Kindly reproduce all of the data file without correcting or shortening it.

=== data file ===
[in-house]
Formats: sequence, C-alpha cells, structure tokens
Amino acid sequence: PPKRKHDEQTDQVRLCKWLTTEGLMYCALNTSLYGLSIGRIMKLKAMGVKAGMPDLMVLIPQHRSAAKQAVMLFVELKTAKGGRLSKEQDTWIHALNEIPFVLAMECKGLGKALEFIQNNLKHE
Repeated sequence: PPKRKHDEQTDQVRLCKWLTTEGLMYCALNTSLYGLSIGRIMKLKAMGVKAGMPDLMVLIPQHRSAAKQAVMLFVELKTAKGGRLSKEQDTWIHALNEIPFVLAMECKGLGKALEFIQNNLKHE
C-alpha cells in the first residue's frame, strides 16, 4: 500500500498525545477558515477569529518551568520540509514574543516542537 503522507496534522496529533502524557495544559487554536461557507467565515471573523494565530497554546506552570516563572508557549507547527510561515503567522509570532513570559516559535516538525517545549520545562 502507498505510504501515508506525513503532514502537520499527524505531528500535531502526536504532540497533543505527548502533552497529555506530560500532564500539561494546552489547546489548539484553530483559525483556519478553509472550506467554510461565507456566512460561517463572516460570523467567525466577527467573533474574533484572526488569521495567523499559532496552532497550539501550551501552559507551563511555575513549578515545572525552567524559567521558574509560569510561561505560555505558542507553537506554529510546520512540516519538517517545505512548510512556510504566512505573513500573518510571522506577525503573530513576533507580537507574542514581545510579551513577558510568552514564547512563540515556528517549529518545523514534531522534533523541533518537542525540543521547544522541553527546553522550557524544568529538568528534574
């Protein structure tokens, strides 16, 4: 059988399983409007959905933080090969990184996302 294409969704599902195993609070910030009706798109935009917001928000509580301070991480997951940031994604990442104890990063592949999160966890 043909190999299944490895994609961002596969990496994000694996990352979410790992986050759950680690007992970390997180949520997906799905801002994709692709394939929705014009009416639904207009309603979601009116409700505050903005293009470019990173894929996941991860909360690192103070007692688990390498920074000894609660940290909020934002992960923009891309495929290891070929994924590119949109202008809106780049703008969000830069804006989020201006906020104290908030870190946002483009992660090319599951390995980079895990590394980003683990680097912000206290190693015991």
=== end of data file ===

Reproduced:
[in-house]
Formats: sequence, C-alpha cells, structure tokens
Amino acid sequence: PPKRKHDEQTDQVRLCKWLTTEGLMYCALNTSLYGLSIGRIMKLKAMGVKAGMPDLMVLIPQHRSAAKQAVMLFVELKTAKGGRLSKEQDTWIHALNEIPFVLAMECKGLGKALEFIQNNLKHE
Repeated sequence: PPKRKHDEQTDQVRLCKWLTTEGLMYCALNTSLYGLSIGRIMKLKAMGVKAGMPDLMVLIPQHRSAAKQAVMLFVELKTAKGGRLSKEQDTWIHALNEIPFVLAMECKGLGKALEFIQNNLKHE
C-alpha cells in the first residue's frame, strides 16, 4: 500500500498525545477558515477569529518551568520540509514574543516542537 503522507496534522496529533502524557495544559487554536461557507467565515471573523494565530497554546506552570516563572508557549507547527510561515503567522509570532513570559516559535516538525517545549520545562 502507498505510504501515508506525513503532514502537520499527524505531528500535531502526536504532540497533543505527548502533552497529555506530560500532564500539561494546552489547546489548539484553530483559525483556519478553509472550506467554510461565507456566512460561517463572516460570523467567525466577527467573533474574533484572526488569521495567523499559532496552532497550539501550551501552559507551563511555575513549578515545572525552567524559567521558574509560569510561561505560555505558542507553537506554529510546520512540516519538517517545505512548510512556510504566512505573513500573518510571522506577525503573530513576533507580537507574542514581545510579551513577558510568552514564547512563540515556528517549529518545523514534531522534533523541533518537542525540543521547544522541553527546553522550557524544568529538568528534574
């Protein structure tokens, strides 16, 4: 059988399983409007959905933080090969990184996302 294409969704599902195993609070910030009706798109935009917001928000509580301070991480997951940031994604990442104890990063592949999160966890 043909190999299944490895994609961002596969990496994000694996990352979410790992986050759950680690007992970390997180949520997906799905801002994709692709394939929705014009009416639904207009309603979601009116409700505050903005293009470019990173894929996941991860909360690192103070007692688990390498920074000894609660940290909020934002992960923009891309495929290891070929994924590119949109202008809106780049703008969000830069804006989020201006906020104290908030870190946002483009992660090319599951390995980079895990590394980003683990680097912000206290190693015991």